My favorite part of Trenches has got to be hitting a group of enemies stuck in the wire with Artillery.  I just love seeing bits and pieces of my enemy flying through the air … man, that never gets old. <grin>

ND: Limbs flying through the air, that’s one of my favorite parts of the game too! I’d also like to know, what is the rock-paper-scissors relationship like between the different units in Trenches, if there is any?

TGW: Initially, Trenches was designed based on rock-paper-scissors, just to make the first cut of the unit balancing easier.  Once in place, we started working to perfect each unit in itself.  Through the network updates, we’re continually tweaking the units … their cost, rate of fire, damage … everything really.

I think in the latest version (and versions to come) the initial simplistic rock-paper-scissors concept is going to become more and more difficult to detect.  Of course, I still wouldn’t send a machine gunner to take out a sniper.  I did try that once … turned out the sniper got promoted all the way up to a Sergeant, before I realized what happened.  That sniper became the finger of death on the battlefield.  I lost. <grin>

ND: Awesome, I guess many buyers of this game will love the quick unit tweaking. Also, will there be more content added via update to the game? If so, what will they include, and will they be free or DLC?

TGW: We’re absolutely committed to providing additional content for Trenches.  We’re designing three main categories of content; new features like multiplayer, new Battle Types for Skirmish mode and new unit balancing as gleaned from the global community.

As for free versus DLC … we really haven’t decided.  We are listening to the community though, if it’s DLC … it’s got to be worth the price.  We’re listening.

ND: Wonderful! What was the inspiration for Trenches, and why did you think it would make a great game for the iDevice?

TGW: We wanted to create a side-scrolling attrition-style combat game … games like Knight’s Onrush, Cartoon Wars and XenoWars.  Players (like us) love the castle defense style games.  It seemed like a natural fit.

People love games like Cartoon Wars.  As do we.  But Cartoon Wars (no offense intended) lacks a little charm, character and refinement.  We knew we wanted to deliver more.

We also love the cartoony graphics of games like Minigore and Fieldrunners.  They’ve got great graphics.  We wanted to deliver on this, but also add in multiple sequences … to keep Trenches gameplay fresh and visually interesting.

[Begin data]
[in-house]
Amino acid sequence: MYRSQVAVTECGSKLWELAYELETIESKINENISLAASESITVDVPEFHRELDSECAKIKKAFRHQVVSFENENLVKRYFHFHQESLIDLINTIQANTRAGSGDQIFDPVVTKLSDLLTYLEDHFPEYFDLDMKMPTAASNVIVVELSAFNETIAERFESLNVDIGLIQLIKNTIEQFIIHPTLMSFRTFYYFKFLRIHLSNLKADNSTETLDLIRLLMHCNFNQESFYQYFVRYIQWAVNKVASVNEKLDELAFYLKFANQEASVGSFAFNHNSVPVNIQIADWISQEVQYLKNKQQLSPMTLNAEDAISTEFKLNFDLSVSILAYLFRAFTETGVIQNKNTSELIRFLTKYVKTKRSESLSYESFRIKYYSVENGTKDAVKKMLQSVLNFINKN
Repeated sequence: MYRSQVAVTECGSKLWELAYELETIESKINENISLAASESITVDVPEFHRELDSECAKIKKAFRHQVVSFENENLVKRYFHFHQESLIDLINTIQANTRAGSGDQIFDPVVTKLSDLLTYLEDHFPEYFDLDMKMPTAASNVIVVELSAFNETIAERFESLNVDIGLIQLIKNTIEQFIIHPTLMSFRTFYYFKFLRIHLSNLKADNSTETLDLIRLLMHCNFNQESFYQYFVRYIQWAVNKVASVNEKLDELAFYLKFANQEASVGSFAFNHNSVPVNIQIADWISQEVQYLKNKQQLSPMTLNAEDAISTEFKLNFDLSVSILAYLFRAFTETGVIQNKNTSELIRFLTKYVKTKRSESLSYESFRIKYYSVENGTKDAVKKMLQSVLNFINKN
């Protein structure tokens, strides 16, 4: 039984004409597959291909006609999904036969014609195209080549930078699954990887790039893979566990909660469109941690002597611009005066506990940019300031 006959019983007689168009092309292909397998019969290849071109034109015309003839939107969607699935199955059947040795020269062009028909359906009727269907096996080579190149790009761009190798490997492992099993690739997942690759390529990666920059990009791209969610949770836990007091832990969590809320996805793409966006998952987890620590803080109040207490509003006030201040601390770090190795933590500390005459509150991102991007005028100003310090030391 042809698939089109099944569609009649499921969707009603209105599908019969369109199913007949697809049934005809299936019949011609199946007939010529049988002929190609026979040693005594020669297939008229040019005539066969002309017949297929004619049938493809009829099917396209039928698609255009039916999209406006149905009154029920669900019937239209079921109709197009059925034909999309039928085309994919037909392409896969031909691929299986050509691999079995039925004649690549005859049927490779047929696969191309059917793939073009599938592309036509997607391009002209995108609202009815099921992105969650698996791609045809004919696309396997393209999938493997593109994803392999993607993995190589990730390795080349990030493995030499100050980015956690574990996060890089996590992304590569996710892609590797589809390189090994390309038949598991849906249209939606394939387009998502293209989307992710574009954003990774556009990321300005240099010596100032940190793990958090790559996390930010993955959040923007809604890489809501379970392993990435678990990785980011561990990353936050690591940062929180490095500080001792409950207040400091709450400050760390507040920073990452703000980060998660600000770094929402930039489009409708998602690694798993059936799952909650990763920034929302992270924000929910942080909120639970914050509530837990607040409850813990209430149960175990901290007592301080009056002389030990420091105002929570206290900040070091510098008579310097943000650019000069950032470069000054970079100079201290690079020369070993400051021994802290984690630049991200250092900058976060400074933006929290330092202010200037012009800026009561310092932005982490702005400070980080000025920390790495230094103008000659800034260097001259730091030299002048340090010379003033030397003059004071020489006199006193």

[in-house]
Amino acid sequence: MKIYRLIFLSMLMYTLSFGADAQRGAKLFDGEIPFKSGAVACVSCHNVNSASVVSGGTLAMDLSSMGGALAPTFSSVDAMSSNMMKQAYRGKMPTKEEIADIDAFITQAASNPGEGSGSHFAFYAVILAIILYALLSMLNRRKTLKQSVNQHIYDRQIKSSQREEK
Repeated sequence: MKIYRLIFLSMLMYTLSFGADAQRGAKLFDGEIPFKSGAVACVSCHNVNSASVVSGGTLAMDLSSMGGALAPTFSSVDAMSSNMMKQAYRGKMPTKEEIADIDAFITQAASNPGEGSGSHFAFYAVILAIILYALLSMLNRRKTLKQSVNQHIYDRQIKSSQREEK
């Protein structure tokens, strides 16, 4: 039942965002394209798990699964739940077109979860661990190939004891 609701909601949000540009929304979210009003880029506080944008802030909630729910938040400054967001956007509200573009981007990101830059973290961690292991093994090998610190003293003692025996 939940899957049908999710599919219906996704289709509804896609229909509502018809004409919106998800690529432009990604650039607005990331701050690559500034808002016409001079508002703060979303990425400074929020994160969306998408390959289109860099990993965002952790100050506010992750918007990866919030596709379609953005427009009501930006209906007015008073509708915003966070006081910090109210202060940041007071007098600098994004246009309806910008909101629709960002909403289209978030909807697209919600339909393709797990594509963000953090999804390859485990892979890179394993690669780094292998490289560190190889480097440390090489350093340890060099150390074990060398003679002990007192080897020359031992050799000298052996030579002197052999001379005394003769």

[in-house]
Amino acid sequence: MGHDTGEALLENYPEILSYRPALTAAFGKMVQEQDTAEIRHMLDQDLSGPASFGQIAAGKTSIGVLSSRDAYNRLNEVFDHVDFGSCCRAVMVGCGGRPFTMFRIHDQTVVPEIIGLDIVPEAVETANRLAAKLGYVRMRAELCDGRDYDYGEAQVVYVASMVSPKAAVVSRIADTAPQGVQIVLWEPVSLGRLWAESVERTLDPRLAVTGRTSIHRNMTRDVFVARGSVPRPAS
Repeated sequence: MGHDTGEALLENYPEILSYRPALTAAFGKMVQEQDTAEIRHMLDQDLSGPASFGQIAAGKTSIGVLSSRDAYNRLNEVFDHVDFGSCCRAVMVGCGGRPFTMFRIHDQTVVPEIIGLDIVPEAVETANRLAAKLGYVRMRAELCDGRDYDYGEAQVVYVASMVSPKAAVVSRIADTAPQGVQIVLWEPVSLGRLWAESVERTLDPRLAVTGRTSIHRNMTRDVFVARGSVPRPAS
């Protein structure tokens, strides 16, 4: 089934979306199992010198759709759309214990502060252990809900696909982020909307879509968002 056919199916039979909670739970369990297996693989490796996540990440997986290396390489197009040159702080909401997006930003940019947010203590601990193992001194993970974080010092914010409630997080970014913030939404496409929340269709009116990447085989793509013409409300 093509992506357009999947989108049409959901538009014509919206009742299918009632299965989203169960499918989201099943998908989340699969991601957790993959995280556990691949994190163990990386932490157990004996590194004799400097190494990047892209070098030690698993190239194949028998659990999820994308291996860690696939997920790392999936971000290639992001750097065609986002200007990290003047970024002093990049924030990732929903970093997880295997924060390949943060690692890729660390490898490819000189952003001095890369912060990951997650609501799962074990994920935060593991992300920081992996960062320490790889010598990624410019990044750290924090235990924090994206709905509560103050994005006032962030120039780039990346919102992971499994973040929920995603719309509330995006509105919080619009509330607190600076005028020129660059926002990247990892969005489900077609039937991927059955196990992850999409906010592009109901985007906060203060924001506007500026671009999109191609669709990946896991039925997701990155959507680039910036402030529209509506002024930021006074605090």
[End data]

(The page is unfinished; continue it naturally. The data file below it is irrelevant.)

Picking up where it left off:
ND: And you’ve achieved your goal – the game is quite fresh and interesting. As I’m sure our readers are anxious to know, what’s your favorite setup or strategy in the game, and why?

TGW: Ha!  I’m likely not the best person to ask this question of … that is if you’re looking for real Trenches battlefield success. <grin>

That said, in a run up to building Trenches we did a lot of accurate historic study of World War I.  You know … the historically accurate battle tactics of World War I are curiously very effective in Trenches.  So much so that we’re working on a counter to it.

Our Minister of Propaganda tells me I can’t tell anyone the strategy … that is, until we place a counter measure to it.  I can tell you this though … as silly as it sounds, if you research trench warfare tactics … you’ll find it.  I did.

ND: I’ll be sure to look it up. Do you plan to bring any other titles to the app store in the future? If you are, can you give our readers a general idea of what they will be like?

TGW: We are absolutely bringing more titles to the AppStore … we’ve got two or three new titles in some stage of development.  I wish I could provide more information about them here, but they’re just not far enough along.  We’ve got a real long view and have many plans to bring updates to Trenches and new titles.

It could be too that we’re really not sure which one we’re going to do next.  We’d really rather listen to our players to see what they think.  That said, you might see a little inspiration from our office’s favorite game, Left4Dead.

ND: Thank you for your time! Do you have any closing thoughts or statements?

TGW: Jeff, I really wanted to thank you for your time.  If I could communicate one thing to your readers it is our freakish commitment to on-going support.  As a matter of fact, we have a roadmap for Trenches (that I’m looking at right now) that has release dates out six months.

Thanks to Michael Taylor for taking the time to talk with us about Trenches.  I know the fans are eagerly awaiting the updates, and I think this has been a worthy look at the development behind the game. Trenches is available for a limited time at $0.99, until it returns to its usual price tag of $2.99.  Check it out!

Trenches On Sale For $0.99 Today, and $1.99 For the Weekend

The spectacular hybrid-genre WWI themed game Trenches is on sale for only 99 cents today, and $1.99 for the weekend. Grab it fast, because it’s definitely a game that deserves a space on your iPhone or iPod Touch. We reviewed the game a couple of days ago, and rated it a Must Have. At the current price point, you can’t go wrong.